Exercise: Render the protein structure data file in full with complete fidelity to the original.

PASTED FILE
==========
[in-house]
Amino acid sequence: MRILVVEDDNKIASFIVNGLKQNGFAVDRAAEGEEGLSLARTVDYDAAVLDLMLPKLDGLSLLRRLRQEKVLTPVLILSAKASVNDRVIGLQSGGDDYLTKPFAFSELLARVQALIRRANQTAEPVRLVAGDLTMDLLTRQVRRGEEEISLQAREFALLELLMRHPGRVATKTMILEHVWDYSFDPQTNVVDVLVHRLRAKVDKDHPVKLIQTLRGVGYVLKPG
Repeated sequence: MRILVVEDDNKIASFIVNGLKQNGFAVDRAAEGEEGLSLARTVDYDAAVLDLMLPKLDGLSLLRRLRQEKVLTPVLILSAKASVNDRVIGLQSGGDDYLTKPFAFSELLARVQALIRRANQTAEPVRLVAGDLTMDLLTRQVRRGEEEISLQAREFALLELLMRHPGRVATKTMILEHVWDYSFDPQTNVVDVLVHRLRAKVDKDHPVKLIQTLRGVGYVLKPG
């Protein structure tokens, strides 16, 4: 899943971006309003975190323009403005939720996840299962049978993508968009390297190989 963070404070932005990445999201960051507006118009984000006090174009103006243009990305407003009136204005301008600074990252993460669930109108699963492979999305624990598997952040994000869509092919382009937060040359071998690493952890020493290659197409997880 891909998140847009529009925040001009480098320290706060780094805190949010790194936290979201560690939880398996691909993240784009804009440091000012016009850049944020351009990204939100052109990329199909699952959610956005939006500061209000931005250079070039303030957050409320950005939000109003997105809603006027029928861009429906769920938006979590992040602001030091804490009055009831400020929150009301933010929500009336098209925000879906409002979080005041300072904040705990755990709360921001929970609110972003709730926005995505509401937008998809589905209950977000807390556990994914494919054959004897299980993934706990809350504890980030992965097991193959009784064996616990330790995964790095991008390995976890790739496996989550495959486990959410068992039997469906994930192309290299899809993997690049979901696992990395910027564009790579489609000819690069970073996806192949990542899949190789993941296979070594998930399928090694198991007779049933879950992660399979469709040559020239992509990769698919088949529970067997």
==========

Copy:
[in-house]
Amino acid sequence: MRILVVEDDNKIASFIVNGLKQNGFAVDRAAEGEEGLSLARTVDYDAAVLDLMLPKLDGLSLLRRLRQEKVLTPVLILSAKASVNDRVIGLQSGGDDYLTKPFAFSELLARVQALIRRANQTAEPVRLVAGDLTMDLLTRQVRRGEEEISLQAREFALLELLMRHPGRVATKTMILEHVWDYSFDPQTNVVDVLVHRLRAKVDKDHPVKLIQTLRGVGYVLKPG
Repeated sequence: MRILVVEDDNKIASFIVNGLKQNGFAVDRAAEGEEGLSLARTVDYDAAVLDLMLPKLDGLSLLRRLRQEKVLTPVLILSAKASVNDRVIGLQSGGDDYLTKPFAFSELLARVQALIRRANQTAEPVRLVAGDLTMDLLTRQVRRGEEEISLQAREFALLELLMRHPGRVATKTMILEHVWDYSFDPQTNVVDVLVHRLRAKVDKDHPVKLIQTLRGVGYVLKPG
């Protein structure tokens, strides 16, 4: 899943971006309003975190323009403005939720996840299962049978993508968009390297190989 963070404070932005990445999201960051507006118009984000006090174009103006243009990305407003009136204005301008600074990252993460669930109108699963492979999305624990598997952040994000869509092919382009937060040359071998690493952890020493290659197409997880 891909998140847009529009925040001009480098320290706060780094805190949010790194936290979201560690939880398996691909993240784009804009440091000012016009850049944020351009990204939100052109990329199909699952959610956005939006500061209000931005250079070039303030957050409320950005939000109003997105809603006027029928861009429906769920938006979590992040602001030091804490009055009831400020929150009301933010929500009336098209925000879906409002979080005041300072904040705990755990709360921001929970609110972003709730926005995505509401937008998809589905209950977000807390556990994914494919054959004897299980993934706990809350504890980030992965097991193959009784064996616990330790995964790095991008390995976890790739496996989550495959486990959410068992039997469906994930192309290299899809993997690049979901696992990395910027564009790579489609000819690069970073996806192949990542899949190789993941296979070594998930399928090694198991007779049933879950992660399979469709040559020239992509990769698919088949529970067997």